Fanshawe earns Gold STARS
Credit: EMILY STEWART
Fanshawe's sustainability coordinator Michelle Cong and facilities operations and sustainability senior manager Ivan Walker. The College's sustainability efforts led them to the STARS Gold Rating after a few years of holding onto the Silver Rating since 2014.
The College has earned the STARS Gold Rating from the Association for the Advancement of Sustainability in Higher Education (AASHE).
An Aug.19 news bulletin from MyFanshawe explained STARS stands for AASHE’s Sustainability Tracking, Assessment, and Rating System. The system promotes sustainability in post-secondary education and records the progress of the schools.
The notice added that the College boosted its STARS rating from silver to gold after adding several sustainable features to the campus, and that Fanshawe is “one of two colleges in Ontario and three in Canada to achieve this rating”.
Michelle Cong, Fanshawe’s sustainability coordinator, said that although “a lot of people say congratulations to” her, the honour came from a collaborative effort from the College.
“I track and document all of the achievements we have been doing, but it’s actually every part of the College who have contributed to the sustainability initiatives,” she said. “Otherwise, without them, we couldn’t have achieved that.”
Cong added the College earned the STARS Silver Rating in 2014, which was the first time Fanshawe entered for consideration.
The sustainability coordinator said that efforts tracked in the engagement, planning and administrative, academic, and operations departments are part of the “four main categories” for STARS. She then explained what Fanshawe has done in those categories and their subcategories.
Cong said the College’s efforts mainly involve operations, including solar panels on the residence buildings that generate heat for the winter.
“They use the solar energy to heat the outside air and bring the heated air into the ventilation into the building.”
Cong said the College is also working on an initiative to reduce greenhouse gas emissions by “30 per cent by 2030” and “80 per cent by 2050”. The goals match those of the Paris Accord and the federal government.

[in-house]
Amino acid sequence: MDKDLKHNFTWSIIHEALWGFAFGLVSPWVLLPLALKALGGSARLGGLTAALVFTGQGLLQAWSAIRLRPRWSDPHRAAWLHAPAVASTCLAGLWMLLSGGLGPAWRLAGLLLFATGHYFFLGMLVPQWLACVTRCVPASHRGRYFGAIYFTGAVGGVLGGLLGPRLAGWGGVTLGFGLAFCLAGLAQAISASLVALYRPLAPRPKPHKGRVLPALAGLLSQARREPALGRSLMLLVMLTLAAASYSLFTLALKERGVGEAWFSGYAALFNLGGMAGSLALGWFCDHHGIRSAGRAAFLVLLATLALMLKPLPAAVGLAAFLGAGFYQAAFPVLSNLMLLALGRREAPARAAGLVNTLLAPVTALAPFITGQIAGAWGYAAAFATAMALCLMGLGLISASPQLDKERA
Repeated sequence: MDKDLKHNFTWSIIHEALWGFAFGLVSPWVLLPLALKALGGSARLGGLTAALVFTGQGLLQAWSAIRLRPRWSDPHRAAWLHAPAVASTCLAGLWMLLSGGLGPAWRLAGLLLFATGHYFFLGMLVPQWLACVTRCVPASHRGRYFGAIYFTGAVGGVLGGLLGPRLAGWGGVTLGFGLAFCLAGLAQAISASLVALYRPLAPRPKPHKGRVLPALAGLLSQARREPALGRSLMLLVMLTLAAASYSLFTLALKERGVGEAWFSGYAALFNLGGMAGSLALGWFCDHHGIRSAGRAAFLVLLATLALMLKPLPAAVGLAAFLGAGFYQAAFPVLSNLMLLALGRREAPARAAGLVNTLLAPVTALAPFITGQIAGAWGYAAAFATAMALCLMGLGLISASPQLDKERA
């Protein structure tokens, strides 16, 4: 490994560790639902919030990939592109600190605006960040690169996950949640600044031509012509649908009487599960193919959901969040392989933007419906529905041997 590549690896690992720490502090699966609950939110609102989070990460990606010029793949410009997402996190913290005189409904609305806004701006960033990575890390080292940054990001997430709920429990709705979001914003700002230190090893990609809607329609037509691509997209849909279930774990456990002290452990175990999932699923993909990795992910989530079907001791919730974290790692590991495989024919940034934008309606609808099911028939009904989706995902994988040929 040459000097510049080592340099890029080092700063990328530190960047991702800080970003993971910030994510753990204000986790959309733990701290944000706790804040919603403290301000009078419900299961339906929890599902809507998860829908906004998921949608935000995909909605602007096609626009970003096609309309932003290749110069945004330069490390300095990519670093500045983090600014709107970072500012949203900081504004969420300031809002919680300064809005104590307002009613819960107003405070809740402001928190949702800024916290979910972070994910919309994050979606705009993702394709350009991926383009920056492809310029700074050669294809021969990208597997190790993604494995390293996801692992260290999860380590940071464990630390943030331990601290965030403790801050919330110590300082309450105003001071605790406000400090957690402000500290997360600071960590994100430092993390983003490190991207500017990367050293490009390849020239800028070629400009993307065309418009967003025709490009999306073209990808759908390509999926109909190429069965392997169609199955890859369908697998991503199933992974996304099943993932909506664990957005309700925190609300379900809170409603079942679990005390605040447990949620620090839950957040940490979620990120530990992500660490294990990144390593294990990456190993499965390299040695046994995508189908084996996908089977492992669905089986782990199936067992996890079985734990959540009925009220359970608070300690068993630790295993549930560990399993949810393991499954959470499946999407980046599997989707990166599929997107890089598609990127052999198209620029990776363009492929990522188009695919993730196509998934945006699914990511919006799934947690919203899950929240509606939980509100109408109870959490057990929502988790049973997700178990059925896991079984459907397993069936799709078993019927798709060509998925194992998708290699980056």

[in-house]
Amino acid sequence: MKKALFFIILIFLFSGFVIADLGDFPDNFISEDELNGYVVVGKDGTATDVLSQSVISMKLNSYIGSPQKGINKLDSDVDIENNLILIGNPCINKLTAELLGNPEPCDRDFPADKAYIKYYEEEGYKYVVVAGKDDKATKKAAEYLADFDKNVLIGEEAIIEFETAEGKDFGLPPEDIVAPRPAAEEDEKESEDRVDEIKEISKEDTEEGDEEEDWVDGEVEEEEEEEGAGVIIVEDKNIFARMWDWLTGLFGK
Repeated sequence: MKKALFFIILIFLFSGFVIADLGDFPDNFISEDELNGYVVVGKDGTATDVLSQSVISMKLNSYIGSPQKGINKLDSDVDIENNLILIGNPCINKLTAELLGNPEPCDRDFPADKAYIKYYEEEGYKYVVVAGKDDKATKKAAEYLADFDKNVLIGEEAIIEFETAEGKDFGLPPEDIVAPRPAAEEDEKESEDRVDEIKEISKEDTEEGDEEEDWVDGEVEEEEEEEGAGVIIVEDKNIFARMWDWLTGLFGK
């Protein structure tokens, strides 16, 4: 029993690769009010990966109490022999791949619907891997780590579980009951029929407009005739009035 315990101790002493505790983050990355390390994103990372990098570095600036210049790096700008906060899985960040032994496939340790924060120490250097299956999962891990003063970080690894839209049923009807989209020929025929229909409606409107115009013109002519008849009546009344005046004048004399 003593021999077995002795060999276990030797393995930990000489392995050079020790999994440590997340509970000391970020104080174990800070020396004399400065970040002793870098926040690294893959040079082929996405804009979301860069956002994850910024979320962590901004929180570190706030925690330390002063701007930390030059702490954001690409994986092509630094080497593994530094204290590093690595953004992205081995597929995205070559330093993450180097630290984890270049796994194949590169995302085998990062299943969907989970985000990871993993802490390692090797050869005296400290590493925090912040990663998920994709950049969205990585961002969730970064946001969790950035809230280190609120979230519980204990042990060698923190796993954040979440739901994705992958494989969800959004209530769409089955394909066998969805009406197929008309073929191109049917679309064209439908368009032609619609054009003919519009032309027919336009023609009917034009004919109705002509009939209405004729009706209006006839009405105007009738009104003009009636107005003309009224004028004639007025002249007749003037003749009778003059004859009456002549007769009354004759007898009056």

Other operational efforts around campus include additional water bottle refill stations and the College’s green bin program, where even coffee cups can be composted.
Cong said that to meet the criteria for sustainable academics, the College added more courses and scholarships, along with innovation funding so she could create Fanshawe’s zero waste event policy with students.
She added the College’s engagement efforts include actions taken on-campus, such as talking to people at events like the upcoming Sustainability Fair, and off-campus with students volunteering for ReForest London and the London Environmental Network.
Cong said the College also scored points for their diversity and affordability efforts, by recruiting more Indigenous students and staff, as part of Fanshawe’s 2018- 2021 Indigenous Action Plan and offering fresh produce at both the London and Downtown campuses.
Although she’s proud of the Gold STARS rating, Cong would like to see even more commitment to sustainability by reducing food waste, using recycled paper, and increasing the number of energy-efficient appliances on campus.
“We’ve actually been doing a great job,” she said. “But there are many things right now we can do too.”
Cong added that since there are many concerns for the environment, she wants everyone part of the College to know “that we’ve been doing a great job and that we’ve accomplished a lot”. She also wants to encourage the community to think of more ways to build sustainability.
“We can build a sustainable culture,” she said. “Let’s make recycling a norm. Let’s make putting coffee cups in the compost bin a norm and let’s encourage each other on doing that.”
Kalila Scott, the outgoing vice president of EnviroFanshawe and a second year environmental technology student, said that she’s happy to hear about Fanshawe’s gold star for sustainability, and that she’s becoming aware of the College’s eco-friendly efforts.
“A lot of my classes were out by where they were doing renovations like putting in more solar panels and solar walls,” she said. “So it feels good to be part of a school and a community that is working every day to move forward and promote eco-friendly [lifestyles], just implementing things that will help.”
Moving forward, Scott would like to see more sustainability awareness to educate the students.
She also said she just found out that Fanshawe’s bookstore offers a recycling station for pencils, electronics, and pens.
“Every time I ran out of pen, I didn’t know what to do with it,” Scott said. “And I would just throw it in the garbage and just small things like that, it’s all about awareness.”